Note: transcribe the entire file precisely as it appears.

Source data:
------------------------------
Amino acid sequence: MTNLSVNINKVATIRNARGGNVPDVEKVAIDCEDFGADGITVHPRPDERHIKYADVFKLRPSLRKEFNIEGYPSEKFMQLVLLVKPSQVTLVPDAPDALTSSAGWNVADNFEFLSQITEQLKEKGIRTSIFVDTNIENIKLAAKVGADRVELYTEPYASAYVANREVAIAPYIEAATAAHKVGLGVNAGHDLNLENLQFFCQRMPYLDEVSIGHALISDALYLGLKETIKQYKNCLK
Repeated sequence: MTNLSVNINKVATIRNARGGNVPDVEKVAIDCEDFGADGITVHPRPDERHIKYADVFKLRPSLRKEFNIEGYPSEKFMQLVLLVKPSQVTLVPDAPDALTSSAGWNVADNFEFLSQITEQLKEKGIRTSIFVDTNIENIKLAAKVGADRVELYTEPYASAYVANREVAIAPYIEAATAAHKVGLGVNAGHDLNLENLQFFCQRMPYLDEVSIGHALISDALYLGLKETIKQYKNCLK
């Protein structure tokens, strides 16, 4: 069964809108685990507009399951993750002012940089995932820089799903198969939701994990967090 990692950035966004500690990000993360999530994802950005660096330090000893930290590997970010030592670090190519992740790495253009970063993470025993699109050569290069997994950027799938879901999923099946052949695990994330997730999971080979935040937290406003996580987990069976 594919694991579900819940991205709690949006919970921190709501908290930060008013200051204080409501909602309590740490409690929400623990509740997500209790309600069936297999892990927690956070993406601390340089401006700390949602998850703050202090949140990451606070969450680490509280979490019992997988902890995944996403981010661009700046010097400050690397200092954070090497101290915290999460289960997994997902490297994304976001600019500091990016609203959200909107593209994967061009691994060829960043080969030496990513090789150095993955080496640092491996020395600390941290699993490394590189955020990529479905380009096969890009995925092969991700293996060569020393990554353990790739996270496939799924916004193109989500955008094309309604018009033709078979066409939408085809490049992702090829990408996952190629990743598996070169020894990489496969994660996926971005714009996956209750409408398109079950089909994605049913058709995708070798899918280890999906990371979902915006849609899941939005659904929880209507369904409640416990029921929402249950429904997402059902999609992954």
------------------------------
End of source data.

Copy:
Amino acid sequence: MTNLSVNINKVATIRNARGGNVPDVEKVAIDCEDFGADGITVHPRPDERHIKYADVFKLRPSLRKEFNIEGYPSEKFMQLVLLVKPSQVTLVPDAPDALTSSAGWNVADNFEFLSQITEQLKEKGIRTSIFVDTNIENIKLAAKVGADRVELYTEPYASAYVANREVAIAPYIEAATAAHKVGLGVNAGHDLNLENLQFFCQRMPYLDEVSIGHALISDALYLGLKETIKQYKNCLK
Repeated sequence: MTNLSVNINKVATIRNARGGNVPDVEKVAIDCEDFGADGITVHPRPDERHIKYADVFKLRPSLRKEFNIEGYPSEKFMQLVLLVKPSQVTLVPDAPDALTSSAGWNVADNFEFLSQITEQLKEKGIRTSIFVDTNIENIKLAAKVGADRVELYTEPYASAYVANREVAIAPYIEAATAAHKVGLGVNAGHDLNLENLQFFCQRMPYLDEVSIGHALISDALYLGLKETIKQYKNCLK
């Protein structure tokens, strides 16, 4: 069964809108685990507009399951993750002012940089995932820089799903198969939701994990967090 990692950035966004500690990000993360999530994802950005660096330090000893930290590997970010030592670090190519992740790495253009970063993470025993699109050569290069997994950027799938879901999923099946052949695990994330997730999971080979935040937290406003996580987990069976 594919694991579900819940991205709690949006919970921190709501908290930060008013200051204080409501909602309590740490409690929400623990509740997500209790309600069936297999892990927690956070993406601390340089401006700390949602998850703050202090949140990451606070969450680490509280979490019992997988902890995944996403981010661009700046010097400050690397200092954070090497101290915290999460289960997994997902490297994304976001600019500091990016609203959200909107593209994967061009691994060829960043080969030496990513090789150095993955080496640092491996020395600390941290699993490394590189955020990529479905380009096969890009995925092969991700293996060569020393990554353990790739996270496939799924916004193109989500955008094309309604018009033709078979066409939408085809490049992702090829990408996952190629990743598996070169020894990489496969994660996926971005714009996956209750409408398109079950089909994605049913058709995708070798899918280890999906990371979902915006849609899941939005659904929880209507369904409640416990029921929402249950429904997402059902999609992954």